The Supreme Court announced this morning that the Trump administrations’ ban on transgender military service can immediately take effect, impacting over 9,000 Service members, but the Supreme Court declined hear arguments regarding the ban’s constitutionality. Appeals to lower courts will continue but the Supreme Court issued a stay of lower courts’ injunctions which prevented the policy from being implemented when it was tweeted in 2017.

In a 5-4 vote, the more liberal Supreme Court Justices all voted against granting the stay, while Chief Justice John Roberts, Clarence Thomas, Neil Gorsuch, Samuel Alito, and Brett Kavanaugh voted to immediately implement the ban. The Supreme Court decided against hearing arguments as to whether the ban was constitutional but multiple lower courts have ruled that the policy is most likely unconstitutional.

On January 3rd, the US Court of Appeals for the DC Circuit reversed an injunction against the implementation of the policy. This ruling did not immediately go into effect because there were multiple district court injunctions. However, the Supreme Court ruling halts the enforcement of all injunctions. This is the first time Trump’s transgender ban will be allowed to go into full effect.

In July 2017, Trump tweeted, “After consultation with my Generals and military experts, please be advised that the United States Government will not accept nor allow Transgender individuals to serve in any capacity in the U.S. Military;” this tweet surprised the Pentagon and was later officially released by former Secretary of Defense, James Mattis. While Trump’s initially tweet alludes to an outright ban of Transgender individuals from military service, the official policy from Mattis bans individuals from military service if they have transitioned and if they have a condition known as gender dysphoria.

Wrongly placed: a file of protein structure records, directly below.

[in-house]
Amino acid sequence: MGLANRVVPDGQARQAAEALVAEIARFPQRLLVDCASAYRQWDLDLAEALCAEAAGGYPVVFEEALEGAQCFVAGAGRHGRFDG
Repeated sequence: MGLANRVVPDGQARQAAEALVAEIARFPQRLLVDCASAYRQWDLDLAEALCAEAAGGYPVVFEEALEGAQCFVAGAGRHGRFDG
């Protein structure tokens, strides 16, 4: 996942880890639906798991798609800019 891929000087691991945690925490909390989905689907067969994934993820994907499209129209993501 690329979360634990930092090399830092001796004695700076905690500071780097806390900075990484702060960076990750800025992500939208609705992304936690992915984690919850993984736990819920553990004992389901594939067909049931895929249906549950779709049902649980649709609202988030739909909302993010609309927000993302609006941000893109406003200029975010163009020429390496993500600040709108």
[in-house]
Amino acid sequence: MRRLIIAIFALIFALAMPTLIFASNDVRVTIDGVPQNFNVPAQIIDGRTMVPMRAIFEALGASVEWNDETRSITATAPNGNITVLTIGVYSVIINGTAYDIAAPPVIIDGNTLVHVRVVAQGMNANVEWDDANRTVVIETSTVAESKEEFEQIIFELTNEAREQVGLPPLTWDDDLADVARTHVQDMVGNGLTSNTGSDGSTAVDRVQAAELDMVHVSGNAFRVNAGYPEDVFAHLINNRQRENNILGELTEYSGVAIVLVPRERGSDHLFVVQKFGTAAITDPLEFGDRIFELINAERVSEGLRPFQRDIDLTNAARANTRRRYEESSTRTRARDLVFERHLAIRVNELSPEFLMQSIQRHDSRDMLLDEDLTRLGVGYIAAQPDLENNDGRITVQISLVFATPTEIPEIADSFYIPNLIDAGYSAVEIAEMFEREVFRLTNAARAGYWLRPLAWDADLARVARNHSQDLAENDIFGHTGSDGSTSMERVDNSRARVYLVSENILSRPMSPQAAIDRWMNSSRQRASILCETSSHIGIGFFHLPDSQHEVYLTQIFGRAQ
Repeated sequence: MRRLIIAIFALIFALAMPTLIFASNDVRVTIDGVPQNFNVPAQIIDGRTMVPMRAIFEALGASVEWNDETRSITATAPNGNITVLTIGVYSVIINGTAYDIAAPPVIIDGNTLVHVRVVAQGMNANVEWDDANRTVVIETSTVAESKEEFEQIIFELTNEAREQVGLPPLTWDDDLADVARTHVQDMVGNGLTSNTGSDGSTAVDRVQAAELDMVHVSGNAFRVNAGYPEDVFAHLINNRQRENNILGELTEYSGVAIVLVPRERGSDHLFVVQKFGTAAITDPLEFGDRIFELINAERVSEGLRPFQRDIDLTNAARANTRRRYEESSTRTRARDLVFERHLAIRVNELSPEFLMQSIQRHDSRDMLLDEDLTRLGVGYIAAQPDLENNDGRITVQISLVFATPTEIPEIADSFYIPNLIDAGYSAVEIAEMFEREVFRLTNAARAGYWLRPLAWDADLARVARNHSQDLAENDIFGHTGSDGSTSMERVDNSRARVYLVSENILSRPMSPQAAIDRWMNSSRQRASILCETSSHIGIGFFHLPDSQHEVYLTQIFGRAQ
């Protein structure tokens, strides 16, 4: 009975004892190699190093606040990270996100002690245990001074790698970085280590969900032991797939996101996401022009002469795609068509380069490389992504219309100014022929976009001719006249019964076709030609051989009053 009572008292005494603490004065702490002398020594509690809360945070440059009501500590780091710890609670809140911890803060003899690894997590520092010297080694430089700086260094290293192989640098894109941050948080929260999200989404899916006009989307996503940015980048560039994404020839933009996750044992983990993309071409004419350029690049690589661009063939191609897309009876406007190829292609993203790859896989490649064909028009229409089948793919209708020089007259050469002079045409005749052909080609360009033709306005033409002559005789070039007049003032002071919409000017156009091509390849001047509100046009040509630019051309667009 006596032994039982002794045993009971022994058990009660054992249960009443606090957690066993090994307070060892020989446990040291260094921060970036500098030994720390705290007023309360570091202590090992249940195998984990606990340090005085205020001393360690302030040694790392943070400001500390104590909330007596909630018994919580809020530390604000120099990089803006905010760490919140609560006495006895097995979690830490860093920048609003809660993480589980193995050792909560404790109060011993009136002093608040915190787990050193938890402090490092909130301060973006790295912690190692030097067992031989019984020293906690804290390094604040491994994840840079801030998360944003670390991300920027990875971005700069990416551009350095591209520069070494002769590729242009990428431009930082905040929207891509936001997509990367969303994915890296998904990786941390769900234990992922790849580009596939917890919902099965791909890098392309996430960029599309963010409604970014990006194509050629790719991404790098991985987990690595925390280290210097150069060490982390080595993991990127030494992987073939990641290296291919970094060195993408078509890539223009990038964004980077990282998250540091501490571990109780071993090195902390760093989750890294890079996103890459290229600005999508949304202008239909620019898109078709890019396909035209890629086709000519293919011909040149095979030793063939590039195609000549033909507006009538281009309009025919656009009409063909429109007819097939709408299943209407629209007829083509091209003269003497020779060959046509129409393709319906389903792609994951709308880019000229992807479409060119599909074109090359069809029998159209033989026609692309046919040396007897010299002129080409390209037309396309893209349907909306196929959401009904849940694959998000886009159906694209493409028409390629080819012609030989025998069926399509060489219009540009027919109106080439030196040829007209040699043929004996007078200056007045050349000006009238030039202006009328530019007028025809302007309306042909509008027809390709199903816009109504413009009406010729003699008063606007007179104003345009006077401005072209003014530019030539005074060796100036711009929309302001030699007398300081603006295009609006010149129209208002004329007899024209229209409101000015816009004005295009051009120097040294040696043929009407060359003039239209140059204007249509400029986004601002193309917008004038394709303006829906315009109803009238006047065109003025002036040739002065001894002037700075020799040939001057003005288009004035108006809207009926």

A 2016 Obama administration policy first allowed transgender individuals to serve and transgender individuals have been able to join the military since 2018. Trump administration officials have repeatedly emphasized their concern over the effects transgender troops serving openly might have on health care costs within and the “readiness and lethality” of the military. A 2016 RAND Corporation study commissioned by the Defense Department concluded that letting these troops serve openly would have a “minimal impact” on readiness and health care costs, largely because there are so few in the military’s 1.3 million-member force.

Specifically, the study estimates that total costs for hormone treatment and gender transition surgery could range from $2.4 to $8.4 million, an amount which would also represent “an exceedingly small proportion” of total military health care expenditures, which amount to more than $50 billion dollars per year, including $84 million a year on erectile dysfunction medications.

Media Resources: Buzzfeed News 1/22/19; CNN 1/22/19; Feminist Newswire 7/26/17; Forbes 3/12/12; The RAND Corporation 2016

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